Due to budgetary constraints above all else, this movie has a unique stylistic — uhhhmmmm — sensibility that was almost certainly achieved by accident, but definitely stands out for its absolute singularity. Starcrash is a unique viewing experience, and I use that term with precise intent. Star Wars may have had revolutionary special effects, expansive sets, seminal costume designs, and sweeping landscapes and starscapes, but goddamn if you won’t find the overall look of this film a whole lot more memorable.

Let’s go down the list of visual treats on display here — art-deco primary-color starfields, glowing planets, dime-store Ray Harryhausen stop-motion robots and monsters (Harryhausen’s work was another admitted huge influence on Cozzi), a blue-headed (and shaved-headed) alien cop, a “robot” with a southern lawman’s drawl that breaks the visual stereotype of characters dressed head-to-toe in black being automatically evil, lava-lamp red blobs which are alternately referred to as “energy waves” and “monsters,” (script continuity, again, is not a strong selling point here), “hyperspace” travel that looks like a drawing of energy-zap motion lines on the screen, black construction-paper “outer space” backdrops, the Maniac himself, Joe Spinell (in the first of three films he would appear opposite Munro in, the others being The Last Horror Film and, as mentioned a split-second ago, Maniac, which TLHF was actually a sequel-in-all-but-name to) decked out in an outer space Dracula costume, and our gal Caroline prancing around for about 3/4 of the movie in a black leather bikini. Yes, this is indeed a feast for the eyes in every sense.

You're probably wondering why I've called you all here ---

The disjointed and entirely nonsensical visuals literally leave the viewer not knowing what the hell he or she will be seeing next, and since the “plot” leaves the viewer not knowing what the hell will happen ext — or indeed, what just happened before — it all works together almost operatically. If you go hit the opera on three tabs of purple microdot, that is.

There are some surprising flourishes of actual quality in here, as well, which makes the already-convoluted proceedings even more of a hopeless mishmash. For instance, John Barry, of James Bond fame, provides the music score, and it’s a lot more elegant and majestic than the antics on camera deserve, to say the least. Barry himself admits that he stole huge chunks of the score for his later, Oscar-winning work on Out of Africa, figuring nobody would remember this thing (even though it raked in $30 million at the box office in the US and over $100 million internationally).

And how about that cast? Sure, we’ve got B-movie stars, and future Z-grade TV stars, left and right — but in the middle of Caroline Munro as Stella, former tent-revival evangelist (and subject of an Oscar-winning documentary on what a fraud his “faith-healing” shtick was) Marjoe Gortner as her faithful and quasi-mystical sidekick Akton, Robert Tessier as the treacherous sellout space cop  Thor, Joe Spinell as Darth Vader-without-the-mask Count Zarth Arn, Munro’s at-the-time husband Judd Hamilton as Elle, the comic-relief-robt-with-a-Texas-sheriff-twang, and a very young David Hasselhoff as Simon, who becomes Stella’s quasi-sorta-semi-pseudo love interest, we’ve got, flown into Italy for exactly 48 hours and probably getting paid  more than the rest of the cast combined — Christopher Plummer, as Simon’s father, The Emperor. More specifically, his full honorific is The Emperor of the First Circle of the Universe. Scoff all you want, but it’s a more prestigious title than you’ll ever receive.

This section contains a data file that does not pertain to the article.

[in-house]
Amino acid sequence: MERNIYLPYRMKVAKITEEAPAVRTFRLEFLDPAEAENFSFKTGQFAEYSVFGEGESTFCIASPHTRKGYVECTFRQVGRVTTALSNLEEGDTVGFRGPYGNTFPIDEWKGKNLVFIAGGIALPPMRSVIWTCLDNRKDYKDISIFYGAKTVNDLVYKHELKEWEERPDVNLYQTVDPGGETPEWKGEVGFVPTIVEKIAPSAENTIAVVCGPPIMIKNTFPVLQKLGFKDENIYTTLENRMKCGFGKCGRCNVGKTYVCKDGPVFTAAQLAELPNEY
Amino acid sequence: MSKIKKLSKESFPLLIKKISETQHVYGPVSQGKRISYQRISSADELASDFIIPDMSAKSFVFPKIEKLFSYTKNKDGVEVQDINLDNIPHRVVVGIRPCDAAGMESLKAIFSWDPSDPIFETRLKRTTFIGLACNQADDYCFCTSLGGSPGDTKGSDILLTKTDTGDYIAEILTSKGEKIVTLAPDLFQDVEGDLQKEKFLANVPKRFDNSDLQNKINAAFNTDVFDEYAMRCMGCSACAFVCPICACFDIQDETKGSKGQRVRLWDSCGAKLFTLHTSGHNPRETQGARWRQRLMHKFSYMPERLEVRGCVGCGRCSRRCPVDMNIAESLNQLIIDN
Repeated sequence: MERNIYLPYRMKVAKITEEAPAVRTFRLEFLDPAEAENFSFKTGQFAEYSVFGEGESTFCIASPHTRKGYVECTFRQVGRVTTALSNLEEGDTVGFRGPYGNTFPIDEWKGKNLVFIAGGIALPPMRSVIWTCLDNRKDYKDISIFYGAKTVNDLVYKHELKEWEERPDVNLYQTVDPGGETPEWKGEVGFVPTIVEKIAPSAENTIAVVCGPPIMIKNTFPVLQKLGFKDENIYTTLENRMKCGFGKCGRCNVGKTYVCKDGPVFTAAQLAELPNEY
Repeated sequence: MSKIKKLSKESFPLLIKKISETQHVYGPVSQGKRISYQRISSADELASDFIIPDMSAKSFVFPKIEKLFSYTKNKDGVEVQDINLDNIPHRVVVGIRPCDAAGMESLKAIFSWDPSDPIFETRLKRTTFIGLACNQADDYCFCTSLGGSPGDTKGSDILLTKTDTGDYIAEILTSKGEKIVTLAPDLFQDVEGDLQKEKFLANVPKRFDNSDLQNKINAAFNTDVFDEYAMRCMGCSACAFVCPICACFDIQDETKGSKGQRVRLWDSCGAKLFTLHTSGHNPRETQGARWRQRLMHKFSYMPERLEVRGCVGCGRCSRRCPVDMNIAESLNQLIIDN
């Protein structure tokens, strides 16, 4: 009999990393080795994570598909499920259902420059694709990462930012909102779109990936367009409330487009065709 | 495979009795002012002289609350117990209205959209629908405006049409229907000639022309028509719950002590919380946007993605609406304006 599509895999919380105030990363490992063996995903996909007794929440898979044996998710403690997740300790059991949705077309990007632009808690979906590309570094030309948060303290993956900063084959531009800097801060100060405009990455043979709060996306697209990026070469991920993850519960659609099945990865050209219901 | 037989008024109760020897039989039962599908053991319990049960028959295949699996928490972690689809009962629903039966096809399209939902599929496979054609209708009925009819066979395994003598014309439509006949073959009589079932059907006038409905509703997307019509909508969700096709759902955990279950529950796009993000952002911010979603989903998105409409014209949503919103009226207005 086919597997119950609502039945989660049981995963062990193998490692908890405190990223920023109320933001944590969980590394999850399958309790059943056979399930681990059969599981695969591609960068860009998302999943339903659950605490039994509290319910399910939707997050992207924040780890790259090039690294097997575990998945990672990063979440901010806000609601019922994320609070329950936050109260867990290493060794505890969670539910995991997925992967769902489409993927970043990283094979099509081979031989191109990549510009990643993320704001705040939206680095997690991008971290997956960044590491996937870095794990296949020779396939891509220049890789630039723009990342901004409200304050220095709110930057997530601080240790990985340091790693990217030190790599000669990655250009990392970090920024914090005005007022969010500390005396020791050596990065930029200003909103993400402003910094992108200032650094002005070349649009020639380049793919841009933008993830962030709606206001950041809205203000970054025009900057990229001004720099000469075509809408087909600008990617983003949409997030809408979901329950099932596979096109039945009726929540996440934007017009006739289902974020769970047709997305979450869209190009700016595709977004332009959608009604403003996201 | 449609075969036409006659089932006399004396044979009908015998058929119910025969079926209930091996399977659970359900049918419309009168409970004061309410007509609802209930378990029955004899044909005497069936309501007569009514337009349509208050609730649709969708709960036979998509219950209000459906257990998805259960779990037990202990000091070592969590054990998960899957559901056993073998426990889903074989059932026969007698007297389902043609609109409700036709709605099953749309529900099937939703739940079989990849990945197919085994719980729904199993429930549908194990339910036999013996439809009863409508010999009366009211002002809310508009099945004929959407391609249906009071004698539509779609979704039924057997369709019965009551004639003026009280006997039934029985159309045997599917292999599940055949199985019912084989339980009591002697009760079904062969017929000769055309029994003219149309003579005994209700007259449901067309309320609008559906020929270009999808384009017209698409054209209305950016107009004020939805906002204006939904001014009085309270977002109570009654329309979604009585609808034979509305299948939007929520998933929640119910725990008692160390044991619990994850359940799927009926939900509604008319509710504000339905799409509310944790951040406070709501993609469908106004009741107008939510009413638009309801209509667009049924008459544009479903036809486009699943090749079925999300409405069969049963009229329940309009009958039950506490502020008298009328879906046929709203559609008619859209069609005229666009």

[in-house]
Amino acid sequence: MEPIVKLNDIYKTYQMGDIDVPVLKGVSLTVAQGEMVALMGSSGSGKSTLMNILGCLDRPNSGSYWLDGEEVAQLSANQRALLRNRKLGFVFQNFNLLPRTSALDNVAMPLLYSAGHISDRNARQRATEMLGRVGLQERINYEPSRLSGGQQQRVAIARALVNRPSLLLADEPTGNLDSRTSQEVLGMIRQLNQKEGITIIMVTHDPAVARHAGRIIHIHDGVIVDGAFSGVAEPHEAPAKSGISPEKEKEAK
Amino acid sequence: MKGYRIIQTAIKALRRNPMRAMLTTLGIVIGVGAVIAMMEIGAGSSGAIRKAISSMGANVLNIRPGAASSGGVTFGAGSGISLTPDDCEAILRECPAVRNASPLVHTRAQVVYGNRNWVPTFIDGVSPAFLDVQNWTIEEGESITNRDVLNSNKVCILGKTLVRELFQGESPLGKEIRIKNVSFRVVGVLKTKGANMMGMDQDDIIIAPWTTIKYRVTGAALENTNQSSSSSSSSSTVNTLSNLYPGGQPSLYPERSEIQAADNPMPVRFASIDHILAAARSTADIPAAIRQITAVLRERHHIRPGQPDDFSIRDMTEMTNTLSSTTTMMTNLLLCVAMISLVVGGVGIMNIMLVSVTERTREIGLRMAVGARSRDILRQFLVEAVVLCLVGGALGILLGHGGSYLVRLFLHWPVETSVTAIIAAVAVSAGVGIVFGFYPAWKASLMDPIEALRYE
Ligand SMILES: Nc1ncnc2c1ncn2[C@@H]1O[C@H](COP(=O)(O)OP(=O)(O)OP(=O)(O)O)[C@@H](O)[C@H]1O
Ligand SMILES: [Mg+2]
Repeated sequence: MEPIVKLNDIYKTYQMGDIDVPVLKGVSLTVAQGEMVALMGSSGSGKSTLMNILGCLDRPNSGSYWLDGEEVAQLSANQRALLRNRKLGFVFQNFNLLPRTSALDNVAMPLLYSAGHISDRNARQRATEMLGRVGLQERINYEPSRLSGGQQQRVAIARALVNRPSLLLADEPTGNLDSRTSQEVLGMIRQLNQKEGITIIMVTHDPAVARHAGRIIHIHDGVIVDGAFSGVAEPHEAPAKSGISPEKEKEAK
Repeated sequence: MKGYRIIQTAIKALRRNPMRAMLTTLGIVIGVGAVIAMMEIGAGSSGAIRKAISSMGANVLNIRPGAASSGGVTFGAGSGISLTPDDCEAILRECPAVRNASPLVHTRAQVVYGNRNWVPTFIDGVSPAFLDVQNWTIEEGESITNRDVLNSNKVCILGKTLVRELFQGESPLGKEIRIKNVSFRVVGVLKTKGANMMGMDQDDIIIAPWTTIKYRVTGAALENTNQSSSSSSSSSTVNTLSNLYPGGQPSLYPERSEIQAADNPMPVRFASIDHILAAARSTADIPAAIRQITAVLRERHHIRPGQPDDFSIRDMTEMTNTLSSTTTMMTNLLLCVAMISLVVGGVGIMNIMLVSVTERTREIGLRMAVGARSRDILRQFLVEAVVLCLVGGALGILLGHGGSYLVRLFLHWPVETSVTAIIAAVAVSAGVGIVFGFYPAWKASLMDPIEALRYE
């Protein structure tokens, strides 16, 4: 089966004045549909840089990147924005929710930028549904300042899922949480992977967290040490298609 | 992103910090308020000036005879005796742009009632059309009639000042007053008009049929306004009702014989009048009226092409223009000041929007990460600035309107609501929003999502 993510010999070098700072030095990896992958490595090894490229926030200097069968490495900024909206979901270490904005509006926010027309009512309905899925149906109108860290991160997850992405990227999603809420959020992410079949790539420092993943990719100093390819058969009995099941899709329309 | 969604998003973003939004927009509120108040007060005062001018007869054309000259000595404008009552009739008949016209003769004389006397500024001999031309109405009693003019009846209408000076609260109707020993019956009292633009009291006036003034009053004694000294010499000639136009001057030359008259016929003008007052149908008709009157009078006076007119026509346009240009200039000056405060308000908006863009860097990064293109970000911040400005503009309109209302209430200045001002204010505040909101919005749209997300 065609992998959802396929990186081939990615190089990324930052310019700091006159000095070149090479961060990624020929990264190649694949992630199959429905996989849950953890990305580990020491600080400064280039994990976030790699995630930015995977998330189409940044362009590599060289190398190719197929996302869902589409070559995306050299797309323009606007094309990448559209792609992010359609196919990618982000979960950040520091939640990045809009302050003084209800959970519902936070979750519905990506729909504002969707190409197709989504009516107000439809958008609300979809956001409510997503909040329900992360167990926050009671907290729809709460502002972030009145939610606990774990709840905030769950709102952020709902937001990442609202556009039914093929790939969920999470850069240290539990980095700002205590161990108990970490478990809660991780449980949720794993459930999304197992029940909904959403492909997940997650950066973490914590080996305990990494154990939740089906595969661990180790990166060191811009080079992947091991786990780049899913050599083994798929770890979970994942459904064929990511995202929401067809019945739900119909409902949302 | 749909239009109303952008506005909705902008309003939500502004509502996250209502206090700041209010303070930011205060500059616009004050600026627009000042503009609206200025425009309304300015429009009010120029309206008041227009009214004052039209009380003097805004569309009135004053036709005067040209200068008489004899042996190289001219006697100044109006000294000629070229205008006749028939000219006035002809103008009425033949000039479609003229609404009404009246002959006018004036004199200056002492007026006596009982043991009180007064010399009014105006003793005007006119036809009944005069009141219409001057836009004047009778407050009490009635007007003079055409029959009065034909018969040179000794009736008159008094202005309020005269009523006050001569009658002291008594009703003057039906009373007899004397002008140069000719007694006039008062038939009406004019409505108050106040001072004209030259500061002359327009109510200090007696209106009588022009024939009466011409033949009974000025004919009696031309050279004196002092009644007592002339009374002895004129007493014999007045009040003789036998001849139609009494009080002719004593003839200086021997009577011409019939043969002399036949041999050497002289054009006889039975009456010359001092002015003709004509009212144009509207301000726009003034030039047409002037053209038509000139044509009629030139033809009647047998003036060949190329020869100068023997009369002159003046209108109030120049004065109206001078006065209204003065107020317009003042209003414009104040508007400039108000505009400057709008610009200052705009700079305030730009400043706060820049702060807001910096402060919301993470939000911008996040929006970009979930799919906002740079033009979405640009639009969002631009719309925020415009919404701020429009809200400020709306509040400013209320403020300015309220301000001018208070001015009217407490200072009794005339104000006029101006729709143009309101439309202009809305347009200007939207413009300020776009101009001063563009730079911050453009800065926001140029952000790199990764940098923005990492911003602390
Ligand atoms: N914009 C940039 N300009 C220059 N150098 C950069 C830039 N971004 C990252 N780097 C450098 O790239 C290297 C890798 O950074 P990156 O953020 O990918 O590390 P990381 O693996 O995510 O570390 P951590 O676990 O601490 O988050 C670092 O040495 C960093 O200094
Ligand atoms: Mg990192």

Sure, the story’s not only got problems, the story is problems — but you almost have to stand back in wonder at how they make it all work (and yes, I use the term “work” incredibly loosely). Gortner’s Akton character, for instance, seems to develop new magical, or advanced scientific, powers  at the drop of a hat whenever they need to pull something out of their ass to move the action along from one scene to the next. He’s literally a walking, talking, breathing deus ex machina — that is, when he’s not a walking, talking, breathing info-dump of quick and nonsensical plot exposition.  And The Emperor can command his Imperial Ship to “stop the flow of time!” Don’t try that at home, kids (and it’s not a power that apparently always works, or that he apparently always thinks to utilize — for instance, it would come in real handy at the end, when Count Zarth Arn is trying to kill them all with his ill-defined doomsday weapon, but the Emperor of the First Circle of the Universe comes up with a much more discombobulated plan — the “star crash” of the film’s title — to deal with a menace thousands of times more deadly than the one he stopped time to deal with a few minutes earlier). The normal laws of science don’t seem to apply to this flick any more than the normal rules of logic, either — for instance, when the Emperor launches missiles filled with soldiers inside into Zarth Arn’s ship, they break through all the windows and there’s not even the slightest bit of decompression even thoug the vessel is flying through space (specifically through the region known as The Haunted Stars).

She may not look like much, but she's got it where it counts --- she'll do .5 past light speed. Whoops, wrong movie ---